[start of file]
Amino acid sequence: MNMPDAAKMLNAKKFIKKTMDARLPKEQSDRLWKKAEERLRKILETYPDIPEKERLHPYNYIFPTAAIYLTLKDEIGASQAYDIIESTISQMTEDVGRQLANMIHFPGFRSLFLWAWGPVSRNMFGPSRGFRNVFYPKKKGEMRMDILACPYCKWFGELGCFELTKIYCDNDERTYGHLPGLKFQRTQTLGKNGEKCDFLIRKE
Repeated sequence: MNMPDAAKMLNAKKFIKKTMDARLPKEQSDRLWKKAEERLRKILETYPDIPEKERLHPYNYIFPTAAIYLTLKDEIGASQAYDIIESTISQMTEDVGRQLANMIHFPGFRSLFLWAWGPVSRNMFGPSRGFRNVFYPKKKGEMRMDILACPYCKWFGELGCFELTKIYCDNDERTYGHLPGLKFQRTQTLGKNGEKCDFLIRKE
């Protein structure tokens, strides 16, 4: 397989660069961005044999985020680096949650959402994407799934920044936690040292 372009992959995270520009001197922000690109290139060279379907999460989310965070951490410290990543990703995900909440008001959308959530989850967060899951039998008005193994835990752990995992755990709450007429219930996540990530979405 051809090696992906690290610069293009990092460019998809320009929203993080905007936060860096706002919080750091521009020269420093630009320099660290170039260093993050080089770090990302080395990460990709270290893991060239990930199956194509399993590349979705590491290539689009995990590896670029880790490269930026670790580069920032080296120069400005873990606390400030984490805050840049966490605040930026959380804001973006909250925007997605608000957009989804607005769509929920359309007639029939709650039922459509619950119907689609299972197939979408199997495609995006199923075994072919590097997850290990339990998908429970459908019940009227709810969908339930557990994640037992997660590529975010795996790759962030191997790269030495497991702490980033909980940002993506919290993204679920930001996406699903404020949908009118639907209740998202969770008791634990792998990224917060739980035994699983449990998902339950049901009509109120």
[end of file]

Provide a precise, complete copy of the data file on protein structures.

Amino acid sequence: MNMPDAAKMLNAKKFIKKTMDARLPKEQSDRLWKKAEERLRKILETYPDIPEKERLHPYNYIFPTAAIYLTLKDEIGASQAYDIIESTISQMTEDVGRQLANMIHFPGFRSLFLWAWGPVSRNMFGPSRGFRNVFYPKKKGEMRMDILACPYCKWFGELGCFELTKIYCDNDERTYGHLPGLKFQRTQTLGKNGEKCDFLIRKE
Repeated sequence: MNMPDAAKMLNAKKFIKKTMDARLPKEQSDRLWKKAEERLRKILETYPDIPEKERLHPYNYIFPTAAIYLTLKDEIGASQAYDIIESTISQMTEDVGRQLANMIHFPGFRSLFLWAWGPVSRNMFGPSRGFRNVFYPKKKGEMRMDILACPYCKWFGELGCFELTKIYCDNDERTYGHLPGLKFQRTQTLGKNGEKCDFLIRKE
């Protein structure tokens, strides 16, 4: 397989660069961005044999985020680096949650959402994407799934920044936690040292 372009992959995270520009001197922000690109290139060279379907999460989310965070951490410290990543990703995900909440008001959308959530989850967060899951039998008005193994835990752990995992755990709450007429219930996540990530979405 051809090696992906690290610069293009990092460019998809320009929203993080905007936060860096706002919080750091521009020269420093630009320099660290170039260093993050080089770090990302080395990460990709270290893991060239990930199956194509399993590349979705590491290539689009995990590896670029880790490269930026670790580069920032080296120069400005873990606390400030984490805050840049966490605040930026959380804001973006909250925007997605608000957009989804607005769509929920359309007639029939709650039922459509619950119907689609299972197939979408199997495609995006199923075994072919590097997850290990339990998908429970459908019940009227709810969908339930557990994640037992997660590529975010795996790759962030191997790269030495497991702490980033909980940002993506919290993204679920930001996406699903404020949908009118639907209740998202969770008791634990792998990224917060739980035994699983449990998902339950049901009509109120």